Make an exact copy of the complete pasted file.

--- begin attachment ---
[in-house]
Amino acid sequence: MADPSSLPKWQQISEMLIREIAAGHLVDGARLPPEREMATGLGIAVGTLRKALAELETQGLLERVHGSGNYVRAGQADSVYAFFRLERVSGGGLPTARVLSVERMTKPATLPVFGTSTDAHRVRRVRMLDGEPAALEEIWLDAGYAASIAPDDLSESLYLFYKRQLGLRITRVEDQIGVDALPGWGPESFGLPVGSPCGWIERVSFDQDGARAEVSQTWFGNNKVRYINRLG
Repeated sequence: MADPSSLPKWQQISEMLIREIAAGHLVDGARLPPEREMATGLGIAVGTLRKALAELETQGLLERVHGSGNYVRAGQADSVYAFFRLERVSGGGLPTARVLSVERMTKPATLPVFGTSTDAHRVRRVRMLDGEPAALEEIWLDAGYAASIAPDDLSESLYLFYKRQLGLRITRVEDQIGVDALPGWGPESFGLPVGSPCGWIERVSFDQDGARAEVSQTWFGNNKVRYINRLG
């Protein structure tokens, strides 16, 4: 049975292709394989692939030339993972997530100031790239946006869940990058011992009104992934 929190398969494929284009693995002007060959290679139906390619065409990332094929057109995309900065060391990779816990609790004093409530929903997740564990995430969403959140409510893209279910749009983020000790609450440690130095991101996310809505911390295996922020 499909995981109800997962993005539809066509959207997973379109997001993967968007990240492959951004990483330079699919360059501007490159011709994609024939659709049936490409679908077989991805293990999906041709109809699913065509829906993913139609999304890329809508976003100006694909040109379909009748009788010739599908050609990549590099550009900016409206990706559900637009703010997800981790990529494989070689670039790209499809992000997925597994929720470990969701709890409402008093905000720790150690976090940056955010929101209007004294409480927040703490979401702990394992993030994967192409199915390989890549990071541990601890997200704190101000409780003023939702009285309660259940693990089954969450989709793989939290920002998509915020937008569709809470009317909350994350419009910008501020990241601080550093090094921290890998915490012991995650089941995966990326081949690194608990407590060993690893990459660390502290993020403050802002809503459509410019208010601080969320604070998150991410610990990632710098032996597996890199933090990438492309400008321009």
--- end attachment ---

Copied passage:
[in-house]
Amino acid sequence: MADPSSLPKWQQISEMLIREIAAGHLVDGARLPPEREMATGLGIAVGTLRKALAELETQGLLERVHGSGNYVRAGQADSVYAFFRLERVSGGGLPTARVLSVERMTKPATLPVFGTSTDAHRVRRVRMLDGEPAALEEIWLDAGYAASIAPDDLSESLYLFYKRQLGLRITRVEDQIGVDALPGWGPESFGLPVGSPCGWIERVSFDQDGARAEVSQTWFGNNKVRYINRLG
Repeated sequence: MADPSSLPKWQQISEMLIREIAAGHLVDGARLPPEREMATGLGIAVGTLRKALAELETQGLLERVHGSGNYVRAGQADSVYAFFRLERVSGGGLPTARVLSVERMTKPATLPVFGTSTDAHRVRRVRMLDGEPAALEEIWLDAGYAASIAPDDLSESLYLFYKRQLGLRITRVEDQIGVDALPGWGPESFGLPVGSPCGWIERVSFDQDGARAEVSQTWFGNNKVRYINRLG
């Protein structure tokens, strides 16, 4: 049975292709394989692939030339993972997530100031790239946006869940990058011992009104992934 929190398969494929284009693995002007060959290679139906390619065409990332094929057109995309900065060391990779816990609790004093409530929903997740564990995430969403959140409510893209279910749009983020000790609450440690130095991101996310809505911390295996922020 499909995981109800997962993005539809066509959207997973379109997001993967968007990240492959951004990483330079699919360059501007490159011709994609024939659709049936490409679908077989991805293990999906041709109809699913065509829906993913139609999304890329809508976003100006694909040109379909009748009788010739599908050609990549590099550009900016409206990706559900637009703010997800981790990529494989070689670039790209499809992000997925597994929720470990969701709890409402008093905000720790150690976090940056955010929101209007004294409480927040703490979401702990394992993030994967192409199915390989890549990071541990601890997200704190101000409780003023939702009285309660259940693990089954969450989709793989939290920002998509915020937008569709809470009317909350994350419009910008501020990241601080550093090094921290890998915490012991995650089941995966990326081949690194608990407590060993690893990459660390502290993020403050802002809503459509410019208010601080969320604070998150991410610990990632710098032996597996890199933090990438492309400008321009």